Intergroup comparisons were performed using independent t-tests and Chi-squared analyses to compare the quantitative and categorical variables, respectively. The internal consistencies of the PC-PTSD-K and its subscales were assessed by estimating Cronbach's alpha coefficients for each pair, and the test-retest reliability for the PC-PTSD-K and the SIPS-K were evaluated with the Pearson correlation coefficient. The validity of scales among the PC-PTSD-K, SIPS-K, SCID, and PCL were evaluated using Pearson correlation coefficients, as well. The sensitivity, specificity, and predictive values were calculated according to standard formulae. A receiver operating characteristic (ROC) curve was used for each test to obtain the optimal cut-off score for detecting PTSD. The subjects were divided into two groups by applying the respective cut-off scores for both the positive and negative predictive values based on the SCID, PTSD, and non-PTSD diagnoses, then the percentage of patients with PTSD and without PTSD was calculated. The area under the ROC curve quantifies the degree to which a scale diagnoses the presence of a disorder accurately. An area under the ROC curve of over 0.50 means that accurate diagnosis of the disorder is more probable than chance; an ideal test has an area under ROC curve close to one.28 The statistical significance criterion was defined to be p<0.05 for the two-tailed test. IBM SPSS Statistics for Windows version 21.0. (Armonk, NY: IBM Corp, USA) was used for the statistical analysis.


Description of subjects

Based on the results of the SCID-PTSD module and psychiatric diagnoses, each subject was placed into one of the two groups: the PTSD group (n=41) or the non-PTSD group (n=99). Of the subjects, 102 (72.9%) were in their 60s and 68 (48.6%) were middle school graduates or lower. 74 (52.9%) had annual income of 10 million won or less, and 125 (89.3%) had been in the army (Table 1).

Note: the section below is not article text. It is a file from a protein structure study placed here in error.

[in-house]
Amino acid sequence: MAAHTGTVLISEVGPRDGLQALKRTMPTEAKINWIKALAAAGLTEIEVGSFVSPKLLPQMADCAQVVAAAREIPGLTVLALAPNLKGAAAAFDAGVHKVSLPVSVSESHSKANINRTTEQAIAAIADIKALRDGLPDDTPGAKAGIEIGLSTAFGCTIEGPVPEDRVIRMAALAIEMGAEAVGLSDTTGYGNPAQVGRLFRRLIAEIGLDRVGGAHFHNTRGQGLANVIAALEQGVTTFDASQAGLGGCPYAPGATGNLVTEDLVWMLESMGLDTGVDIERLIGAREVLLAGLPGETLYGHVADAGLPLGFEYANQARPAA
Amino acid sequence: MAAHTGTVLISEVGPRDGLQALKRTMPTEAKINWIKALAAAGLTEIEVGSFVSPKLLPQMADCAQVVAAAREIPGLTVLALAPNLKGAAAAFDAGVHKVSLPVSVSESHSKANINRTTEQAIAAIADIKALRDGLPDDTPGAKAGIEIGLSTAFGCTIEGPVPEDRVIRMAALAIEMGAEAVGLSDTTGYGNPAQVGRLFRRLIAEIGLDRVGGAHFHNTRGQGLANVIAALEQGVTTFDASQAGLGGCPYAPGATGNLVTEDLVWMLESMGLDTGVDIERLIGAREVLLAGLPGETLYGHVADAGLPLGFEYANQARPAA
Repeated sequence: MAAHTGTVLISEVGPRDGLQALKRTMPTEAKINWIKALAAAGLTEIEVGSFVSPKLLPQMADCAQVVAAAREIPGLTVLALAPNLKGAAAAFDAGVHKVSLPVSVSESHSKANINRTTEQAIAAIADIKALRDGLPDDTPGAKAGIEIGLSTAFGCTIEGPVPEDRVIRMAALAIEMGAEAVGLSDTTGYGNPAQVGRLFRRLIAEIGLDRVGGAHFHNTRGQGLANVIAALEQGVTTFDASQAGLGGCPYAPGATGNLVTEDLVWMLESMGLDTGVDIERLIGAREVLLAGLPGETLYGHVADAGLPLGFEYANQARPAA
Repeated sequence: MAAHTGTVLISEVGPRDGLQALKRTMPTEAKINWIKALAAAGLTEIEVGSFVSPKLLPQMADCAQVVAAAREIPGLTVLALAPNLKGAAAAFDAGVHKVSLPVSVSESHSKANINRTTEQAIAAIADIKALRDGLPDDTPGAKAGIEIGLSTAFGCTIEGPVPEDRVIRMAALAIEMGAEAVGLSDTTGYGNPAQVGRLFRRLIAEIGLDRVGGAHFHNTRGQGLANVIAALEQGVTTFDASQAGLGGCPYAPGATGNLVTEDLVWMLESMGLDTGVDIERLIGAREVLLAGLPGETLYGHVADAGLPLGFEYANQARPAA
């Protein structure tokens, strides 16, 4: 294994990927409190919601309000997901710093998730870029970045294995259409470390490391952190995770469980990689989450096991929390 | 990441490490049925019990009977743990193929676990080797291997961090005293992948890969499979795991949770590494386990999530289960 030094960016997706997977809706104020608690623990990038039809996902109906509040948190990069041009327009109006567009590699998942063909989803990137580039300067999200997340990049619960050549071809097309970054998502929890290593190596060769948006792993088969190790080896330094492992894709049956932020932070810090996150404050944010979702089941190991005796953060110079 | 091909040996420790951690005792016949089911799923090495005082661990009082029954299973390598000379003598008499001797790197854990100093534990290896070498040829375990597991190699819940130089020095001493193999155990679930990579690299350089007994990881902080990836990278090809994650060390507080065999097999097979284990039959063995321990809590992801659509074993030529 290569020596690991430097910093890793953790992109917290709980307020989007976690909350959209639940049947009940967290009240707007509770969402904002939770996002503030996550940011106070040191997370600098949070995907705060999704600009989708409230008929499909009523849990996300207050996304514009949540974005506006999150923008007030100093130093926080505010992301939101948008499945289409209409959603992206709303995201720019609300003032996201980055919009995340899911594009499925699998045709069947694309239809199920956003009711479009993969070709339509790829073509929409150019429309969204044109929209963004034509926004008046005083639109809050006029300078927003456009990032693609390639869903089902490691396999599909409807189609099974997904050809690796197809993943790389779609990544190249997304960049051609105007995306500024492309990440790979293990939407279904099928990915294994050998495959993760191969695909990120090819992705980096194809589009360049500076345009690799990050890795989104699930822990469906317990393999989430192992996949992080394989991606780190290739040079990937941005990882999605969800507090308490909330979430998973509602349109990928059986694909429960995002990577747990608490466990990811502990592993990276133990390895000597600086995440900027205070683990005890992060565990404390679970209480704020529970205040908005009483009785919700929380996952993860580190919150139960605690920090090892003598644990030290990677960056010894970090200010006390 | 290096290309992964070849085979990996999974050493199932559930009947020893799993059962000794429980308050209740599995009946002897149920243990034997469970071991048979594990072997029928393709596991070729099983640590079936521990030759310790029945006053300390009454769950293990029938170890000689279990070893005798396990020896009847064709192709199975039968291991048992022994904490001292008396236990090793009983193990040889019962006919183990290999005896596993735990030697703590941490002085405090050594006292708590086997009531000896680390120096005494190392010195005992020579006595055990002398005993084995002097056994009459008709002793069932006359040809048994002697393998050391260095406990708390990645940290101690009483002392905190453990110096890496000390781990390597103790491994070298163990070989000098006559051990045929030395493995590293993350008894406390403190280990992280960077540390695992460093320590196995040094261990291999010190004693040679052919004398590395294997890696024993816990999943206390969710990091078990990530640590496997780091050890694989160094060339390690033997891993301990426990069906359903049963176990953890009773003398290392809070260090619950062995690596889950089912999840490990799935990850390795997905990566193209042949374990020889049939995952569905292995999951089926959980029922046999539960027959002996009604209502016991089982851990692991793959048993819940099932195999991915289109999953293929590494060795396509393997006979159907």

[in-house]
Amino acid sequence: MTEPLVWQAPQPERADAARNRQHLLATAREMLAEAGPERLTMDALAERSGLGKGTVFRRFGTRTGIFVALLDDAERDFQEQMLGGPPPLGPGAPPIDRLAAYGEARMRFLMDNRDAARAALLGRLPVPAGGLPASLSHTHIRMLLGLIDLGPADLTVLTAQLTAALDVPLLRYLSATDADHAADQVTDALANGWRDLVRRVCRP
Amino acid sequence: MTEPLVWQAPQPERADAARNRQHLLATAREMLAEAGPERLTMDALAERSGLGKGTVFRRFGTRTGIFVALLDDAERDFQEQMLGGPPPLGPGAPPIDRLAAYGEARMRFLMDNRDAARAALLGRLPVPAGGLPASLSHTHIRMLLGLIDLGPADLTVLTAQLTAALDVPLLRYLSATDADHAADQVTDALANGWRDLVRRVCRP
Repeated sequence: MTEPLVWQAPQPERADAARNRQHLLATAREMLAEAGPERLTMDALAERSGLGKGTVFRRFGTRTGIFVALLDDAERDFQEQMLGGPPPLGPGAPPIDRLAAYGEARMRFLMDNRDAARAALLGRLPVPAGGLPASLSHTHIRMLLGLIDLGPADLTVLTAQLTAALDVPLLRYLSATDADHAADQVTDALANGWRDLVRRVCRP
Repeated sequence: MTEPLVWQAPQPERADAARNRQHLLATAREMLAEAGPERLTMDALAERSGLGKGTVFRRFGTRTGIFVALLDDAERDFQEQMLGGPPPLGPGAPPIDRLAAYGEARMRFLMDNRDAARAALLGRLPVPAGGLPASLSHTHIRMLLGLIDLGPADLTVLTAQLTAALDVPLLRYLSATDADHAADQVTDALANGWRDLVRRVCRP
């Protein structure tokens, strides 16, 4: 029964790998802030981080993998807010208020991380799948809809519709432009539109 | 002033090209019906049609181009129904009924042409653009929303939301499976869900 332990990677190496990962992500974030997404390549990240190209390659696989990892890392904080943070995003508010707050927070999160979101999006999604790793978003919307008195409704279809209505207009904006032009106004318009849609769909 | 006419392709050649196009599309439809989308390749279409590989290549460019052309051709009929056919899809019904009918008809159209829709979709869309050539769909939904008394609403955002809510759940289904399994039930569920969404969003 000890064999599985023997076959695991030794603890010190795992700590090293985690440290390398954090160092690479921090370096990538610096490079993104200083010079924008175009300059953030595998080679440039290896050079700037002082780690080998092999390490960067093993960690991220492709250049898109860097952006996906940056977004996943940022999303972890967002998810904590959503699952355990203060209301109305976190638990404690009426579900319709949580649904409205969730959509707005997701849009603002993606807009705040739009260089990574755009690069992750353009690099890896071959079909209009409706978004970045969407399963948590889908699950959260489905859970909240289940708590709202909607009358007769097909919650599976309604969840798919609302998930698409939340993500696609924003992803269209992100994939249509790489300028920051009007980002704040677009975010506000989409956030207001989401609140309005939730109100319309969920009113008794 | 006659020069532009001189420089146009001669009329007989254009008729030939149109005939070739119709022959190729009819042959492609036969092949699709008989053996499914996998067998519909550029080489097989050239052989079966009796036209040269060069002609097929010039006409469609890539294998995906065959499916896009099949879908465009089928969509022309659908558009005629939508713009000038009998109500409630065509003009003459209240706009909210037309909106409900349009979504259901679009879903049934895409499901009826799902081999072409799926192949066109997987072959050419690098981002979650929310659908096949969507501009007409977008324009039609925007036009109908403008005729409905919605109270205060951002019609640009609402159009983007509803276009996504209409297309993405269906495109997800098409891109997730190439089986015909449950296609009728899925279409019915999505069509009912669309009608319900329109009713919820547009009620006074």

In order to measure internal consistency, a correlation analysis of the questions was performed. Cronbach's alpha for the total score of the PC-PTSD-K was 0.76, showing high internal consistency. The correlations between each of the questions for the PC-PTSD-K and the scale were analyzed. Pearson's correlation coefficients were 0.52-0.61, showing a moderate correlation (all p<0.01) (Table 2). The evaluation of the test-retest reliability was 0.97 for the PC-PTSD-K, and 0.91 for the SIPS-K, showing a relatively high level of consistency. The retest interval was 30.3±3.3 days.


Comparison of different diagnostic groups

The mean score of the PC-PTSD-K in the PTSD group was higher than that of the non-PTSD group (t=-12.1, p=0.001). In addition, the PTSD group was found to have a significantly higher SIPS-K score than the non-PTSD group (t=-10.4, p=0.001) (Table 3).

Concurrent validity

In the analysis of the relationships between the SCID, PC-PTSD-K, and SIPS-K, the sum of questions B, C, and D scores from the SCID was calculated. The PC-PTSD-K had a high correlation with the SCID (r=0.74, p=0.001), and the PCL (r=0.87, p=0.001). The SIPS-K also showed a high correlation with the SCID (r=0.69, p=0.001), and the PCL (r=0.78, p=0.001). Moreover, a significant correlation was found between the PC-PTSD-K and SIPS-K (r=0.81, p=0.001) (Table 4).

The ROC analysis

Table 5 shows different threshold scores and the corresponding sensitivity, specificity, and the positive and negative predictive values (PPV and NPV, respectively) of the PC-PTSD-K and SIPS-K. The area under curve (AUC) of the PC-PTSD-K was 0.92 (p=0.001) (Figure 1). A cut-off point of 3 for the PC-PTSD-K produced a sensitivity level of 90.2%, a specificity level of 86.9%, a PPV of 74.0%, and a NPV of 95.5%. The AUC for the SIPS-K was 0.89 (p=0.001) (Figure 2), and using the cut-off item of 'bothered a lot' yielded a sensitivity level of 85.4%, a specificity level of 89.8%, a PPV of 77.8%, and a NPV of 93.7%.